Prior to the bureau's decision, the Klamath Tribes' efforts to protect the sucker fish were dealt a blow when a federal judge denied an effort to retain more water in Upper Klamath Lake by reducing downriver releases.

"The bureau cannot control the current hydrologic conditions; they can only work within these natural limitations," the judge wrote in his ruling. "The bureau is not responsible for the unprecedented drought this year."

But even without reduced downriver flows, conditions on the Klamath already look dire. A Yurok Tribe press release detailed how the tribe's fisheries department monitors the river for the deadly pathogen known as C. shasta, catching live fish in screw traps to test them. In the two weeks prior, the press releases stated, more than 70 percent of the juvenile Chinook salmon pulled from the traps were dead. In some upriver traps, as many as 97 percent of the juvenile fish had C. shasta and would be dead within days. Myers recently posted a short video to his Twitter account showing dead juvenile salmon floating along the Klamath River's banks by the dozen.

Adding urgency to the situation is that groundwater extraction has increased along its tributaries, as well, with the Yurok Tribe warning that it is likely there will be insufficient flows on the Scott River for salmon to reach spawning grounds.

"We are watching a massive fish kill unfold in real time," said Yurok Fisheries Department Director Barry McCovey Jr. "The juvenile fish kill will limit salmon production for many years to come. It will also negatively impact many other species, ranging from orcas to osprey, because salmon play such an essential role in the overall ecosystem."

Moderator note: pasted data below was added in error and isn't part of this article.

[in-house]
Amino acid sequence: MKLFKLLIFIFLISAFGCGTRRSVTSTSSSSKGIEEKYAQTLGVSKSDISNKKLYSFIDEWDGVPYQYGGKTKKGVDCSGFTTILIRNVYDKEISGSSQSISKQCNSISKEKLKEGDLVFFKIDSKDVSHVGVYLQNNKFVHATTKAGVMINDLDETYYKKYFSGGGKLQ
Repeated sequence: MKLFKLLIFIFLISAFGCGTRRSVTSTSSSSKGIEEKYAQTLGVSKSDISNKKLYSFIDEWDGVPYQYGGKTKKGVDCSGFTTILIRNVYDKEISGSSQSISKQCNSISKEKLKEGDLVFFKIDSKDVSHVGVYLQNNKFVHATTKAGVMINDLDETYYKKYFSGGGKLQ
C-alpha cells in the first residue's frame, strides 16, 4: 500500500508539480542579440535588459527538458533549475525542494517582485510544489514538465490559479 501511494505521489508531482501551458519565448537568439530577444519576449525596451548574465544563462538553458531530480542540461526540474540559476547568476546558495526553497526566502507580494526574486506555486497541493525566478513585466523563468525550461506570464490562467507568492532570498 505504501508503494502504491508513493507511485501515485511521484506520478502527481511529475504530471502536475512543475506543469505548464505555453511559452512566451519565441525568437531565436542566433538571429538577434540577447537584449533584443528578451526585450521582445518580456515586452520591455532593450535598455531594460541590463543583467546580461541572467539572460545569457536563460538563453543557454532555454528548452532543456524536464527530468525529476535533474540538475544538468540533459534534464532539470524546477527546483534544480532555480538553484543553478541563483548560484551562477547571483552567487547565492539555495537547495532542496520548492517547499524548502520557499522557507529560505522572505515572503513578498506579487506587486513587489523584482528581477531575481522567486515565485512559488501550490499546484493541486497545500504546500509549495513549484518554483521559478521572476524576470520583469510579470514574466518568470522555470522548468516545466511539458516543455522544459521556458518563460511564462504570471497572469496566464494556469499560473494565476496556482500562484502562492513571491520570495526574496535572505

The Hoopa Valley Tribe, meanwhile, sent out a scathing May 12 press release after the Biden administration indicated it would stay the course in defending a lawsuit the tribe brought against the Trump administration. The lawsuit alleges former Interior Secretary David Bernhardt violated cost and environmental protections in dolling out water contracts to Westlands Water District, which depends on diversions from the Trinity River to irrigate farmlands in the Central Valley. Less water flowing down the Trinity River ultimately means less water in the lower Klamath River, of which the Trinity is a tributary. Attorneys representing the government told a federal judge earlier this month they intend to continue the previous administration's defense of the case.

"The cruel indifference of the Trump administration's corruption has reached our homeland," Hoopa Valley Tribal Chair Byron Nelson Jr. said in a press release. "Left unchecked, it will destroy the fishery on which our people have relied as the foundation of our culture, religion and economy since time immemorial."

Nelson later noted that while "staffers made the wrong decision," he has faith in Interior Secretary Deb Haaland — the first Native secretary in the department's history — to do what's right and reverse course.

"We are confident that once Secretary Haaland reviews what happened ... she will see that this attack on Hoopa is really an attack on all Indian Country and those who seek the environmental justice promised by President Biden," he said.

Moving forward, tribal leaders and environmentalists say a large-scale curtailment of agricultural water use throughout the Central Valley — possibly through the buyback of water rights — is essential to getting enough water running through the Klamath and Trinity rivers to restore fish populations to health. But there appear to be no easy answers to the immediate problem.

"What Klamath Basin communities are facing right now is the definition of a disaster," Myers said in the press release. "It is also the new normal. Substantial water shortages are a long-predicted symptom of climate change."

Thadeus Greenson is the Journal's news editor. Reach him at 442-1400, extension 321, or [email protected]. Follow him on Twitter @thadeusgreenson.

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Thadeus Greenson

Thadeus Greenson is the news editor of the North Coast Journal.